Although Natural Language Processing (NLP) research on argument mining has advanced considerably in recent years, most studies draw on corpora of asynchronous and written texts, often produced by individuals. Few published corpora of synchronous, multi-party argumentation are available. The Discussion Tracker corpus, collected in American high school English classes, is an annotated dataset of transcripts of spoken, multi-party argumentation. The corpus consists of 29 multi-party discussions of English literature transcribed from 985 minutes of audio. The transcripts were annotated for three dimensions of collaborative argumentation: argument moves (claims, evidence, and explanations), specificity (low, medium, high) and collaboration (e.g., extensions of and disagreements about others' ideas). In addition to providing descriptive statistics on the corpus, we provide performance benchmarks and associated code for predicting each dimension separately, illustrate the use of the multiple annotations in the corpus to improve performance via multi-task learning, and finally discuss other ways the corpus might be used to further NLP research.

* In Proceedings of The 12th Language Resources and Evaluation Conference (LREC), Marseille, France, May 2020 

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Document-Level Event Role Filler Extraction using Multi-Granularity Contextualized Encoding

May 13, 2020
Xinya Du, Claire Cardie

Few works in the literature of event extraction have gone beyond individual sentences to make extraction decisions. This is problematic when the information needed to recognize an event argument is spread across multiple sentences. We argue that document-level event extraction is a difficult task since it requires a view of a larger context to determine which spans of text correspond to event role fillers. We first investigate how end-to-end neural sequence models (with pre-trained language model representations) perform on document-level role filler extraction, as well as how the length of context captured affects the models' performance. To dynamically aggregate information captured by neural representations learned at different levels of granularity (e.g., the sentence- and paragraph-level), we propose a novel multi-granularity reader. We evaluate our models on the MUC-4 event extraction dataset, and show that our best system performs substantially better than prior work. We also report findings on the relationship between context length and neural model performance on the task.

* Accepted to ACL 2020 (long papers), 12 pages 

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Automated Extraction of Socio-political Events from News (AESPEN): Workshop and Shared Task Report

May 12, 2020
Ali Hürriyetoğlu, Vanni Zavarella, Hristo Tanev, Erdem Yörük, Ali Safaya, Osman Mutlu

We describe our effort on automated extraction of socio-political events from news in the scope of a workshop and a shared task we organized at Language Resources and Evaluation Conference (LREC 2020). We believe the event extraction studies in computational linguistics and social and political sciences should further support each other in order to enable large scale socio-political event information collection across sources, countries, and languages. The event consists of regular research papers and a shared task, which is about event sentence coreference identification (ESCI), tracks. All submissions were reviewed by five members of the program committee. The workshop attracted research papers related to evaluation of machine learning methodologies, language resources, material conflict forecasting, and a shared task participation report in the scope of socio-political event information collection. It has shown us the volume and variety of both the data sources and event information collection approaches related to socio-political events and the need to fill the gap between automated text processing techniques and requirements of social and political sciences.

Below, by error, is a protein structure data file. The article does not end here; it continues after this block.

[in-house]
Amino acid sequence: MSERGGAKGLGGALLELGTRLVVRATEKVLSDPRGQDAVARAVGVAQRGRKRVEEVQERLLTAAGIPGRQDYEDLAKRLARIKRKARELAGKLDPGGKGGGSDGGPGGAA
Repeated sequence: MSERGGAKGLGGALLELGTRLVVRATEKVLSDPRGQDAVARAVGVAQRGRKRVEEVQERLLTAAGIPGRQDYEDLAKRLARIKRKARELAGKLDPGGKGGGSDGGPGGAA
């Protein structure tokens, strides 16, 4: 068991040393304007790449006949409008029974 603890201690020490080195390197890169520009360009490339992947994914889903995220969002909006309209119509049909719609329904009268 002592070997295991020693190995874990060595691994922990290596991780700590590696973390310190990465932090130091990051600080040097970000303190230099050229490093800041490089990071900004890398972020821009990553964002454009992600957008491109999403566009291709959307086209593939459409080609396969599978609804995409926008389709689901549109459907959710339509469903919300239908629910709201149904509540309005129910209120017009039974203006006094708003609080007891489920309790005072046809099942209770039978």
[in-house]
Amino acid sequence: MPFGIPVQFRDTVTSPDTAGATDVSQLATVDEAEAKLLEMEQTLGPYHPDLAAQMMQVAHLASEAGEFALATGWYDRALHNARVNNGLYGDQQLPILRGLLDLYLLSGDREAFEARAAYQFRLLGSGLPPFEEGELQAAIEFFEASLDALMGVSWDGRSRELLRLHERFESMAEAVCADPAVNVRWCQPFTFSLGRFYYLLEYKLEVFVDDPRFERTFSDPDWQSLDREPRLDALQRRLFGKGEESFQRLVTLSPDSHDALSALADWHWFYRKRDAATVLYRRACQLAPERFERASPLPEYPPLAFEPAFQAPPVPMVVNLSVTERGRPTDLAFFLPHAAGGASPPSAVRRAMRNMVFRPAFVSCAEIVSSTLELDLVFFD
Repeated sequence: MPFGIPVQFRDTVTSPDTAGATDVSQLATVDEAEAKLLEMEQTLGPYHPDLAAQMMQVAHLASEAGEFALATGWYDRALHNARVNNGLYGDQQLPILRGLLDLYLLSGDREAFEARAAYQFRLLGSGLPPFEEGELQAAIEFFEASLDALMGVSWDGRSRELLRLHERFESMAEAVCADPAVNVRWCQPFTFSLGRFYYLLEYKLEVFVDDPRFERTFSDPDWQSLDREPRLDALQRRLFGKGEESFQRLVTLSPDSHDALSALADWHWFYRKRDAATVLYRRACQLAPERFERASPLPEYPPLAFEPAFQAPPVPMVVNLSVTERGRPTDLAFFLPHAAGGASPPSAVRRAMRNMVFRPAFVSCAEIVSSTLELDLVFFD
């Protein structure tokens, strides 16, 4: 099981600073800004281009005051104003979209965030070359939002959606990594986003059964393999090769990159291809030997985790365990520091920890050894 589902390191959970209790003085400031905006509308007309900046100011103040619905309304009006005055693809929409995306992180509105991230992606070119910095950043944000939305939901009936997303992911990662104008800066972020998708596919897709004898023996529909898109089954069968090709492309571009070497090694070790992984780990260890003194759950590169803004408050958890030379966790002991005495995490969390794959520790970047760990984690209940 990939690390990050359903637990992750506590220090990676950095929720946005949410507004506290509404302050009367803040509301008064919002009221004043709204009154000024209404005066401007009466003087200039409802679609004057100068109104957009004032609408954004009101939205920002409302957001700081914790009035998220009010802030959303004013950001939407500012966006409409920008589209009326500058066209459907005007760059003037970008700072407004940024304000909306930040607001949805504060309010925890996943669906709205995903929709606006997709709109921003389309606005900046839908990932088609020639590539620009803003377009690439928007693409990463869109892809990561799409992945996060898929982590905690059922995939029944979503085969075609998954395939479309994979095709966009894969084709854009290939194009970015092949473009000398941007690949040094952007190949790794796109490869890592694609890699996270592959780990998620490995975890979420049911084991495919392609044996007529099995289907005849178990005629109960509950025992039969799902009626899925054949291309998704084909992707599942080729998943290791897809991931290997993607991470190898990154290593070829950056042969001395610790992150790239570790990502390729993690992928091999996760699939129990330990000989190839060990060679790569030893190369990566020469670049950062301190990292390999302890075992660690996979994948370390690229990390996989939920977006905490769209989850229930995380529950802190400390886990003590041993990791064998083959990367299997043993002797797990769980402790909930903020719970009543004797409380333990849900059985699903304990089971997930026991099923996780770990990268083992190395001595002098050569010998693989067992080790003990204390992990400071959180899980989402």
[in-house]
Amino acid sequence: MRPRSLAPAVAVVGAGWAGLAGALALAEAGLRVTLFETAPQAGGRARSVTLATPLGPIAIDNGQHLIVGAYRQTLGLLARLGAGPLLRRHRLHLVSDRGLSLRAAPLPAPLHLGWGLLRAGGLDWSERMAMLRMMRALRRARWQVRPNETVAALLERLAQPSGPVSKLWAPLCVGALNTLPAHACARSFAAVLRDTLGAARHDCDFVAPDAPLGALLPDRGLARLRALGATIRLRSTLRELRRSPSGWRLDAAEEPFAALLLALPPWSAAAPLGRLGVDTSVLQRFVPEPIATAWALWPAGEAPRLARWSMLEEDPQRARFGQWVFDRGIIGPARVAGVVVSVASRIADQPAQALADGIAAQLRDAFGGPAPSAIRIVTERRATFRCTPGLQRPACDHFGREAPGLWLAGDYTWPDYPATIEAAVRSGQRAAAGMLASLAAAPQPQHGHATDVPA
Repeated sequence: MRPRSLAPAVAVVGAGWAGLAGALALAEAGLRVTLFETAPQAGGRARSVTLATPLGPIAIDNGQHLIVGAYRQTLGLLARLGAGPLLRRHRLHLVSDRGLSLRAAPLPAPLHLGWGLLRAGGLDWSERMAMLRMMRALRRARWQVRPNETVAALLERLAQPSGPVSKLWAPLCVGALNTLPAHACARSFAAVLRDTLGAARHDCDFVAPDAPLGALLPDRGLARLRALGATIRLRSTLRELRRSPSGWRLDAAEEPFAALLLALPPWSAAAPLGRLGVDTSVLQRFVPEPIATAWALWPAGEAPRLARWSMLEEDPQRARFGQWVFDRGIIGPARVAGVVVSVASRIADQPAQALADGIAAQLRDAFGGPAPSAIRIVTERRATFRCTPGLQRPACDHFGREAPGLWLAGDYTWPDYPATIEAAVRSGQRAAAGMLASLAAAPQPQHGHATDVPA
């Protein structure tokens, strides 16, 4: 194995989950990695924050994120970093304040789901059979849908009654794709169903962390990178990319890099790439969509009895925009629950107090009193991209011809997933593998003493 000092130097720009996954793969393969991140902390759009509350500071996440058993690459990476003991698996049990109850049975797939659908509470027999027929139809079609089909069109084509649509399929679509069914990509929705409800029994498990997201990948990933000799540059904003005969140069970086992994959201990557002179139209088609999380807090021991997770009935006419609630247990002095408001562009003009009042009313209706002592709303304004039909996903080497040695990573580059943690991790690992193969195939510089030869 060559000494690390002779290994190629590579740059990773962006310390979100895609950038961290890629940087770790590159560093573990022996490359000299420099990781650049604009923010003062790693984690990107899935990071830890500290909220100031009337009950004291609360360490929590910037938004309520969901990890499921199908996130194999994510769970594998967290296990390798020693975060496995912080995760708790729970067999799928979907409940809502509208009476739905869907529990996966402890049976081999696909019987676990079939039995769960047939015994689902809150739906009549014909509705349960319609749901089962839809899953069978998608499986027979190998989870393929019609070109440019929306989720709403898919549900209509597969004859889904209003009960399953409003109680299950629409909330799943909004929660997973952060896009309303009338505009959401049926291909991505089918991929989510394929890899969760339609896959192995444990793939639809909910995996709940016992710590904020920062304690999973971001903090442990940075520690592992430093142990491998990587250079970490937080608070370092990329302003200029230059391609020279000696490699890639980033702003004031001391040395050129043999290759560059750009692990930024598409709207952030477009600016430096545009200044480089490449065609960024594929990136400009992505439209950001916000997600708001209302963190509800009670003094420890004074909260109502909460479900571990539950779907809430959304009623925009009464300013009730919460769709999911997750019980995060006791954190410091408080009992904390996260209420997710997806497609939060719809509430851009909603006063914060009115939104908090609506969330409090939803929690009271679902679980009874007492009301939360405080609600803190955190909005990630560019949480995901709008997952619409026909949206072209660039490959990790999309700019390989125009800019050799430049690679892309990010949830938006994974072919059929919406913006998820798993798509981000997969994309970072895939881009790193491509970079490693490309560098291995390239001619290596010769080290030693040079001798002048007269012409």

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Which bills are lobbied? Predicting and interpreting lobbying activity in the US

Apr 29, 2020
Ivan Slobozhan, Peter Ormosi, Rajesh Sharma

Using lobbying data from OpenSecrets.org, we offer several experiments applying machine learning techniques to predict if a piece of legislation (US bill) has been subjected to lobbying activities or not. We also investigate the influence of the intensity of the lobbying activity on how discernible a lobbied bill is from one that was not subject to lobbying. We compare the performance of a number of different models (logistic regression, random forest, CNN and LSTM) and text embedding representations (BOW, TF-IDF, GloVe, Law2Vec). We report results of above 0.85% ROC AUC scores, and 78% accuracy. Model performance significantly improves (95% ROC AUC, and 88% accuracy) when bills with higher lobbying intensity are looked at. We also propose a method that could be used for unlabelled data. Through this we show that there is a considerably large number of previously unlabelled US bills where our predictions suggest that some lobbying activity took place. We believe our method could potentially contribute to the enforcement of the US Lobbying Disclosure Act (LDA) by indicating the bills that were likely to have been affected by lobbying but were not filed as such.


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Towards Automatic Generation of Questions from Long Answers

Apr 15, 2020
Shlok Kumar Mishra, Pranav Goel, Abhishek Sharma, Abhyuday Jagannatha, David Jacobs, Hal Daumé III

Automatic question generation (AQG) has broad applicability in domains such as tutoring systems, conversational agents, healthcare literacy, and information retrieval. Existing efforts at AQG have been limited to short answer lengths of up to two or three sentences. However, several real-world applications require question generation from answers that span several sentences. Therefore, we propose a novel evaluation benchmark to assess the performance of existing AQG systems for long-text answers. We leverage the large-scale open-source Google Natural Questions dataset to create the aforementioned long-answer AQG benchmark. We empirically demonstrate that the performance of existing AQG methods significantly degrades as the length of the answer increases. Transformer-based methods outperform other existing AQG methods on long answers in terms of automatic as well as human evaluation. However, we still observe degradation in the performance of our best performing models with increasing sentence length, suggesting that long answer QA is a challenging benchmark task for future research.